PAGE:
Rooting for the Big Tree
Folks around here simply call it the Big Tree.
The towering bur oak surrounded by fields of soybeans needs no other name.
It’s safe to say it’s the only thing in the tiny village of McBaine (population 17) with 6,000 Facebook fans.
People look at the Big Tree with respect. They come to north-central Missouri from miles away, even from other states, to sit in its shade and run their fingers over the ridged bark. There’s the feeling there must be something special about a tree that sprouted back when English settlers were still establishing their colonies on the East Coast.
It has survived 9-foot-high floods, a tornado that demolished neighboring barns, lightning strikes, fire. Believed to have taken root around 1660, the Big Tree stands 90 feet tall, with a symmetrical canopy stretching 130 feet across. But even this tree — considered Missouri’s largest and oldest bur oak — cannot survive forever.
“It’s in decline,” says Chris Starbuck, a plant science professor at the University of Missouri. “It’s dropping a lot of branches.”
Last year, he and other local arborists gave the tree a spring cleaning in an attempt to slow its decline. They clipped off dead limbs and aerated the soil that had been packed down by the parked cars of countless visitors.
John Sam Williamson, the farmer whose family has owned the Big Tree since 1835, says he’s heard from people who want him to fence off the tree to prevent damage from visitors. He’s against the idea.
“People call it our tree, but we don’t look at it like that,” Williamson said. “It’s part of the community.”
The two-lane road running beside the tree has taken the name of “Burr Oak Road,” albeit spelled incorrectly with two Rs. A local politician launched his campaign under the tree a few years ago. Hearts carved in the tree’s bark and scattered bits of beer bottles testify to the countless late-night trysts and college student parties that have taken place at the Big Tree.
People come in more solemn moments, too.
On a recent Thursday, Brien Muench, 20, slipped a diamond ring on 21-year-old Julie Schunk’s finger under the tree. Muench said the old oak was one of the first places he took Schunk when they met, so it was natural for him to return to propose marriage. She said yes.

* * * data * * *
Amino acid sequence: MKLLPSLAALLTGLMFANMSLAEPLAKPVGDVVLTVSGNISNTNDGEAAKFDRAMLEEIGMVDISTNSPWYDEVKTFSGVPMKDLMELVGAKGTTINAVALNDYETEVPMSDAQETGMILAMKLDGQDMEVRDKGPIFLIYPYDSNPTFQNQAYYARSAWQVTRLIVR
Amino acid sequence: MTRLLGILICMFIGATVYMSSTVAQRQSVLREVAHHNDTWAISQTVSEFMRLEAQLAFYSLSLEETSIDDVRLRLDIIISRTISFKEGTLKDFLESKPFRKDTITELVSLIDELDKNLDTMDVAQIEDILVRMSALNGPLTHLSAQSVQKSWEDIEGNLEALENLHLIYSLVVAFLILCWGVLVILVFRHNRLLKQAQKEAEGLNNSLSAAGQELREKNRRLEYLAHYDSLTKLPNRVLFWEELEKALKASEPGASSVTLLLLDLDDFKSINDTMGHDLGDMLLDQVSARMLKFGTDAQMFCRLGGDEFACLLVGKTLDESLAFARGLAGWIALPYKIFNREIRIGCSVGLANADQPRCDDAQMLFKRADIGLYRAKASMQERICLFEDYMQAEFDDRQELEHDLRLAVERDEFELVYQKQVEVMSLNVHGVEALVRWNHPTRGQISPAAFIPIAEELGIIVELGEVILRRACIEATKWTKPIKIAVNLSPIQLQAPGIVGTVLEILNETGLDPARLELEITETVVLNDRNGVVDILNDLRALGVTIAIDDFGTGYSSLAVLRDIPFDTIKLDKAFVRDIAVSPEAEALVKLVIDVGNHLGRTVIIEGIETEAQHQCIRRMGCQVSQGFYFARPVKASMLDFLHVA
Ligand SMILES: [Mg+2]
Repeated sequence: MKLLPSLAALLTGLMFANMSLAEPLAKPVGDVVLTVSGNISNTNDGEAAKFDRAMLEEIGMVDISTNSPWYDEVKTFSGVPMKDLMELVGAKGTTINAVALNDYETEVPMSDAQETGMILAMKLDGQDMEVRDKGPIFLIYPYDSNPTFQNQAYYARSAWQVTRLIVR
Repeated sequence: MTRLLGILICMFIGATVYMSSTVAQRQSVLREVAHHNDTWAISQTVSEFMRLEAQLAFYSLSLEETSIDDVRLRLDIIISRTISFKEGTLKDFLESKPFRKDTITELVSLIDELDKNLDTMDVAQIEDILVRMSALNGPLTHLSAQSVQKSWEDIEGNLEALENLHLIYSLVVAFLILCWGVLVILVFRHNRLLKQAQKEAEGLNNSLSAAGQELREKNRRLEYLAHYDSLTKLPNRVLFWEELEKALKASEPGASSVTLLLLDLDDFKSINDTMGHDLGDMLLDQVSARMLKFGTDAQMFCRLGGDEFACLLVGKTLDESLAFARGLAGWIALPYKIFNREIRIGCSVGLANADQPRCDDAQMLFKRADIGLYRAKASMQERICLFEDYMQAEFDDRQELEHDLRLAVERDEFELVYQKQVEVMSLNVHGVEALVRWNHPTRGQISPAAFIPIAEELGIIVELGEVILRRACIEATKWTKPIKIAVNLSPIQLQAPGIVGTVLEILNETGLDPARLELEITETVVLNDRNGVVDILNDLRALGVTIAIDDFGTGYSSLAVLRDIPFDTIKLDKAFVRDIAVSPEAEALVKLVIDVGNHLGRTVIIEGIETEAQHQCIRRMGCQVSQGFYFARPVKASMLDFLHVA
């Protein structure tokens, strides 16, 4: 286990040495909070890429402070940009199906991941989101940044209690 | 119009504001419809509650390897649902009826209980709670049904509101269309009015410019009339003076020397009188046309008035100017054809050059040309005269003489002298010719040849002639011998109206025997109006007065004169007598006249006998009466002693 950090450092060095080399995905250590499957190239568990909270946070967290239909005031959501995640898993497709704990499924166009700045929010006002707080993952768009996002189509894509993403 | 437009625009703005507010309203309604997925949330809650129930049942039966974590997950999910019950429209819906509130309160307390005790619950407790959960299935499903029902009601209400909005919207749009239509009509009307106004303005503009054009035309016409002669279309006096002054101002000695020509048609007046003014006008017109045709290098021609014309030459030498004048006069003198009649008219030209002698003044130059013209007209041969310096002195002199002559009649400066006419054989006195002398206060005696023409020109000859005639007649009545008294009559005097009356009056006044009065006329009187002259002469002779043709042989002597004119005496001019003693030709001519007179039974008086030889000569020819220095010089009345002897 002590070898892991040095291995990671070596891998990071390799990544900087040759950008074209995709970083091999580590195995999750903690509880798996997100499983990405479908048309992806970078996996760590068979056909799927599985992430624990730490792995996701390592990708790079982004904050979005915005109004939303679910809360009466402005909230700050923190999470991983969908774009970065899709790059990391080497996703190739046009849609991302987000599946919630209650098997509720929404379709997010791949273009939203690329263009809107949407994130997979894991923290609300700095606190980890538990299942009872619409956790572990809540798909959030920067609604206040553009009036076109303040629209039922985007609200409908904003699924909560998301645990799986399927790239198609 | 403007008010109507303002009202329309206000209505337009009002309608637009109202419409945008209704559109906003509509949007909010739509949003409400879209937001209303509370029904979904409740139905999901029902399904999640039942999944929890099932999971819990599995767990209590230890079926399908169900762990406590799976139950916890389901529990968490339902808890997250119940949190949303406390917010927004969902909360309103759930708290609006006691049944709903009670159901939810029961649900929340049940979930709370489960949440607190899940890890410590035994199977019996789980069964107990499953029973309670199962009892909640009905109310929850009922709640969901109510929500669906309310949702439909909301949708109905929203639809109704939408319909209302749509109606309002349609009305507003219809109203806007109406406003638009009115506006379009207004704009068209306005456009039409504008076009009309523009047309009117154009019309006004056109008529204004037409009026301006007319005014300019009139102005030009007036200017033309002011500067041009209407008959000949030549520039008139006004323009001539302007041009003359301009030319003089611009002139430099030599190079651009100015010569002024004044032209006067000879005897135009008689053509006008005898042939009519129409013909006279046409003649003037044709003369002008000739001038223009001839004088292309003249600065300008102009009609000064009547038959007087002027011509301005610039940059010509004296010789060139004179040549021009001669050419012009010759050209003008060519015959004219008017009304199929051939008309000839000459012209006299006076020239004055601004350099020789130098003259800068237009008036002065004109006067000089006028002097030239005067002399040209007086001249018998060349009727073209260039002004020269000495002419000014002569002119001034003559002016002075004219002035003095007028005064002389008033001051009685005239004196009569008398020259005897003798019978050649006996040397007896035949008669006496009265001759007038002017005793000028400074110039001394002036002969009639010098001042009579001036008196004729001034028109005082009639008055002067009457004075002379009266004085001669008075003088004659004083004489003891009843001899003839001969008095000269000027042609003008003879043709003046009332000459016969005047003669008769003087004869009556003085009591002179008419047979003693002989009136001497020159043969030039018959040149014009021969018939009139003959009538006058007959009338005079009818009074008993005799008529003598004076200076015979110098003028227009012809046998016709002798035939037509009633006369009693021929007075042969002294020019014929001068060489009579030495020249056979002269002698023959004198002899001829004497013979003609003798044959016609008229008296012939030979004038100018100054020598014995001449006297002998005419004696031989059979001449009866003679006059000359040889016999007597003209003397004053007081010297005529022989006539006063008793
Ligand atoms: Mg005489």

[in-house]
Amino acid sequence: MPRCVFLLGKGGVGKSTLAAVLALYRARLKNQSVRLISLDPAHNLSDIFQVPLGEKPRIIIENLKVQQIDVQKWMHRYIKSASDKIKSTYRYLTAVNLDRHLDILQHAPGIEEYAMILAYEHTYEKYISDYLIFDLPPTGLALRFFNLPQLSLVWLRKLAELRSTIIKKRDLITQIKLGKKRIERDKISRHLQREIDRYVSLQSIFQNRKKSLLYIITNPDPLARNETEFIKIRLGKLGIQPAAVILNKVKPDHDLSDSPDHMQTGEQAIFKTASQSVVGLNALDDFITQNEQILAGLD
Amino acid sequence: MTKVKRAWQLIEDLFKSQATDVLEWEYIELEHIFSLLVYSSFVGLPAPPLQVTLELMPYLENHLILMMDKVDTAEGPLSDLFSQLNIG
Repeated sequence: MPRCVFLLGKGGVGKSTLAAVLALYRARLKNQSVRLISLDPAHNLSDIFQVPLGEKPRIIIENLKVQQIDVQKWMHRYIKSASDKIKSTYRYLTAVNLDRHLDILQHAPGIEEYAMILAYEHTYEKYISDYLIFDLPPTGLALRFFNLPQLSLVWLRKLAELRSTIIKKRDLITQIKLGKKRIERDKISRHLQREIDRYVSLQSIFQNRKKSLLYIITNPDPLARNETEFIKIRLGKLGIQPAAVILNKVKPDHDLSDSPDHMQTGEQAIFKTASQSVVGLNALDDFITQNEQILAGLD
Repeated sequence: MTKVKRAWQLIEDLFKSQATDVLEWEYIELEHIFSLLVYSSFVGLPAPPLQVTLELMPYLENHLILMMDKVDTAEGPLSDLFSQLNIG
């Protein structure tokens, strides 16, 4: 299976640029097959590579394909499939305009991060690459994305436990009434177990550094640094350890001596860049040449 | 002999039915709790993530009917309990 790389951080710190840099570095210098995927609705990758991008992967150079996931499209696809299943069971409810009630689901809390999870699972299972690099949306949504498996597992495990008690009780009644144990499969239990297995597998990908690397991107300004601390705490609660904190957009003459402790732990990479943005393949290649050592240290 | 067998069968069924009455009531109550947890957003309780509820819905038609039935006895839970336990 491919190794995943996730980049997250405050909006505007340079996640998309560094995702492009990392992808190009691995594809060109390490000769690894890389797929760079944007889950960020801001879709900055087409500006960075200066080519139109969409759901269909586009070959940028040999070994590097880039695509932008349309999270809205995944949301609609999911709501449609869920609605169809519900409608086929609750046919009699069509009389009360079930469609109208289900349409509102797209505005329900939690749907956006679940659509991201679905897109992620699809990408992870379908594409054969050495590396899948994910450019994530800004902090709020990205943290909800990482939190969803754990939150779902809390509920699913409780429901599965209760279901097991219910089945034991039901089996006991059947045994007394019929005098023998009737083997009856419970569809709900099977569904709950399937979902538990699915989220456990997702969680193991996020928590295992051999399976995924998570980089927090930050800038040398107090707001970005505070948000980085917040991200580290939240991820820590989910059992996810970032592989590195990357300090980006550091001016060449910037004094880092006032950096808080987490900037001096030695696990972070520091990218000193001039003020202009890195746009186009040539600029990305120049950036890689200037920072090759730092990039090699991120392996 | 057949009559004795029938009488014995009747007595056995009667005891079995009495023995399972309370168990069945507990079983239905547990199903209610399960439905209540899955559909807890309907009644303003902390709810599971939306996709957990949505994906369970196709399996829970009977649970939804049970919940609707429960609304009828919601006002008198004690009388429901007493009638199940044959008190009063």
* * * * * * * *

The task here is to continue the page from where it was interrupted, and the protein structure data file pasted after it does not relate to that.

Minutes after they left, a Dominican friar, Father Simon Felix Michalski, came to pray.
“It’s very, very peaceful,” he said. “I saw a praying mantis and a hawk, which are good signs.”
Some years back, Williamson says, a dying man asked to be buried under the oak. Williamson refused, not wanting the tree to become a gravesite. The man decided to be cremated, and his ashes were scattered around the tree instead.
It’s easy to see why some would consider the oak the ideal final resting ground. There’s an otherworldliness to a 350-year-old tree living in solitude among soybeans.
But the Big Tree is dying. Not anytime soon, perhaps, because a tree like that takes a long time to die. But Starbuck says the continuing presence of dead limbs means the tree’s engine is slowing.
That’s why Starbuck and others have grafted about two dozen twigs from the tree, creating clones that will carry on the its remarkable genes.
Starbuck has three grafts at his house in neighboring Huntsville. They’ve unfurled fuzzy green flowers from the tips of slender 2-foot-high trunks.
Other little Big Trees live in a University of Missouri greenhouse. A few reside with an arborist in Jacksonville, Ill.
Williamson’s graft is older. It’s already grown into a sturdy 20-foot tree in his front yard.
Dou writes for The Times.